Meet the Author

Dr. Katy P. Sian, Lecturer in Sociology, University of York.

Biography: I completed my PhD in 2009 at the University of Leeds in the School of Sociology and Social Policy where my first interest in Sikh-Muslim relations developed, focusing on the UK context. From 2010-2012 I worked on the TOLERACE project as a post-doctoral researcher in the Centre for Ethnicity and Racism Studies (CERS) University of Leeds, exploring the semantics of tolerance and anti-racism across Europe. I then moved to the University of Manchester in 2012 where I held a lecturing position, before taking up a Hallsworth Research Fellowship in 2013, exploring Sikh and Muslim relations in the US and Canada. In 2015 I took up a lecturing post at the University of York, in the Department of Sociology where my research continues to develop.

As a Sikh woman, I have always been interested in the issues facing my community, and within the British context it soon became apparent that relations between Sikhs and Muslims have been increasingly fraught. During my academic career I have been particularly focused on unravelling the complexities around Sikh and Muslim relations, and the initial iteration of my research has been documented in my first monograph published in 2013, Unsettling Sikh and Muslim Conflict: Mistaken Identities, Forced Conversions, and Postcolonial Formations.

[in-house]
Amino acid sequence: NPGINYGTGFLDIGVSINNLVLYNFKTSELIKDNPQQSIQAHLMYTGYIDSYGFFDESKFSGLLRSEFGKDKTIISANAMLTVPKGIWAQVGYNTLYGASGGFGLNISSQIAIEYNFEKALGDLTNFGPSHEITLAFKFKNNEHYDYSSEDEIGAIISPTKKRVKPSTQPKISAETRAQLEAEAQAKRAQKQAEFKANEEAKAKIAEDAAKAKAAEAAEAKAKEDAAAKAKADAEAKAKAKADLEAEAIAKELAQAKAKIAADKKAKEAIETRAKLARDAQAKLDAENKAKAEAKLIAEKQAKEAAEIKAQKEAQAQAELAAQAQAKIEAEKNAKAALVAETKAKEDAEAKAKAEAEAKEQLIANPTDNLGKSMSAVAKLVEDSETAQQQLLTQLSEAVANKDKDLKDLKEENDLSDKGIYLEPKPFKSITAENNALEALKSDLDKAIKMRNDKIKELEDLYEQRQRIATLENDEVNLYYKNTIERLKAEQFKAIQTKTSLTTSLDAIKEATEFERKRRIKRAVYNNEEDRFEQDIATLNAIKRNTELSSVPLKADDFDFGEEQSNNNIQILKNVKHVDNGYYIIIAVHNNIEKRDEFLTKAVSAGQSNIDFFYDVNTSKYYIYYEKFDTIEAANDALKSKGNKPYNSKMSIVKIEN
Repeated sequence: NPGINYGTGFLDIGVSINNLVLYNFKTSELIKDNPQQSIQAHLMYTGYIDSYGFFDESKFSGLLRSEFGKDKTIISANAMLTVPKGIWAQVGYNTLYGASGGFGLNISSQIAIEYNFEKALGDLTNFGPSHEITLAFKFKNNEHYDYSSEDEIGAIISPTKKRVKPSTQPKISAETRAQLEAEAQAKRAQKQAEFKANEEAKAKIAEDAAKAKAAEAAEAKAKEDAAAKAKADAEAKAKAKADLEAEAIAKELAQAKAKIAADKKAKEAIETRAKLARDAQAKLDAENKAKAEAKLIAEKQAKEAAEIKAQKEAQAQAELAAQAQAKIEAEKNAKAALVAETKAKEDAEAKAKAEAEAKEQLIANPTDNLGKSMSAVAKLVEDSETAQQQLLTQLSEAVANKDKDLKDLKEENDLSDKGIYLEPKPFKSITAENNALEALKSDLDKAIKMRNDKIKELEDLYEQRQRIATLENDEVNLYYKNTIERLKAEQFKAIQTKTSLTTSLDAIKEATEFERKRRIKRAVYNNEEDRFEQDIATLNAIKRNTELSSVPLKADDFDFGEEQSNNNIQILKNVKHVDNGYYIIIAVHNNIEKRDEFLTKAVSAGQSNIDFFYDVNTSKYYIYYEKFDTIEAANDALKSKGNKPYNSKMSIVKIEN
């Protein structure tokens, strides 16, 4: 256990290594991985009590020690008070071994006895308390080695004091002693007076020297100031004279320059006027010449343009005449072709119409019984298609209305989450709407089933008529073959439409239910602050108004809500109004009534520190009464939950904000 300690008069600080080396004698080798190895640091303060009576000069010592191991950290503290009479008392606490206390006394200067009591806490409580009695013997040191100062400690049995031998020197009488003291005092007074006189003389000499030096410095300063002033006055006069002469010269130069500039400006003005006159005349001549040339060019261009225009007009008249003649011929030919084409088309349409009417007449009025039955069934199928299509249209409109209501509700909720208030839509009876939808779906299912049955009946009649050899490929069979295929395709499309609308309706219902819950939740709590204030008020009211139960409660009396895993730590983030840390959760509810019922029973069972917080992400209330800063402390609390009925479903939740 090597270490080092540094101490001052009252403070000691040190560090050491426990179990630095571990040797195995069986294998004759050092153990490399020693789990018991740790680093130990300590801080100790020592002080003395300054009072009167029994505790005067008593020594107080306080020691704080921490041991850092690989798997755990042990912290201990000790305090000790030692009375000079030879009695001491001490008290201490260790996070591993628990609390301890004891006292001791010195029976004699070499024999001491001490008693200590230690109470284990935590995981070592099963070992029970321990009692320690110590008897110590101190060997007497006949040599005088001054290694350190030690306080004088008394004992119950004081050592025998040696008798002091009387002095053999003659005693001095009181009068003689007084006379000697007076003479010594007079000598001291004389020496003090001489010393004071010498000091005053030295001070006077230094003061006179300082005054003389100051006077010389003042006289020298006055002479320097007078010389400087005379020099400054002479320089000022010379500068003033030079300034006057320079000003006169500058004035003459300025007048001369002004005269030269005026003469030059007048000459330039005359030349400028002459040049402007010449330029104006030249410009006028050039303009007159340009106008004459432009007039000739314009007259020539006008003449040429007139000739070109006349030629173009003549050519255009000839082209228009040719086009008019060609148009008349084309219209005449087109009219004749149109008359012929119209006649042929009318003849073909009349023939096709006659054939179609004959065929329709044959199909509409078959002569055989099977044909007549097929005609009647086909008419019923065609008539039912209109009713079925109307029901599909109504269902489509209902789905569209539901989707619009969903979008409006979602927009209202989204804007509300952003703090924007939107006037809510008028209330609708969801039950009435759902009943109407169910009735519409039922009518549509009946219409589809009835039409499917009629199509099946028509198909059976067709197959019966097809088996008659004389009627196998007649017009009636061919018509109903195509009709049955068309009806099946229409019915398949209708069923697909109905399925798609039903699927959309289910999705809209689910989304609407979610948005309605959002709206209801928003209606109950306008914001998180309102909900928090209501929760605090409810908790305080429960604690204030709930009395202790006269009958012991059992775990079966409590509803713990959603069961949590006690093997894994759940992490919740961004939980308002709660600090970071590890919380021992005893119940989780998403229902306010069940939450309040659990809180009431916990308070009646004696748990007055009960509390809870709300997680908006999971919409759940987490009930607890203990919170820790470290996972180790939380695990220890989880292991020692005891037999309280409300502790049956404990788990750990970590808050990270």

My book has since generated much debate with its pioneering mapping of Sikh-Muslim antagonism as it circulates throughout Britain and as I continue to develop this under-researched issue of inter-minority relations I hope to broaden understandings of conflict and its interconnections with racism, colonialism, identity, and the politics of inclusion and exclusion.

My research has aroused interest beyond the academic world and my commitment to challenging racism and Islamophobia continues to involve me within conversations across third sector and interfaith organizations. In 2014 I was one of the five winners of the ‘recognising the real heroes in the struggle against Islamophobia awards’ presented by the Islamic Human Rights Commission, London.

Many of the issues arising from this work are sensitive and challenging in nature, but through careful analysis and thoughtful critique I hope this website will inspire mutual respect and tolerance by encouraging rich understandings around shared heritage, history, religion, and culture.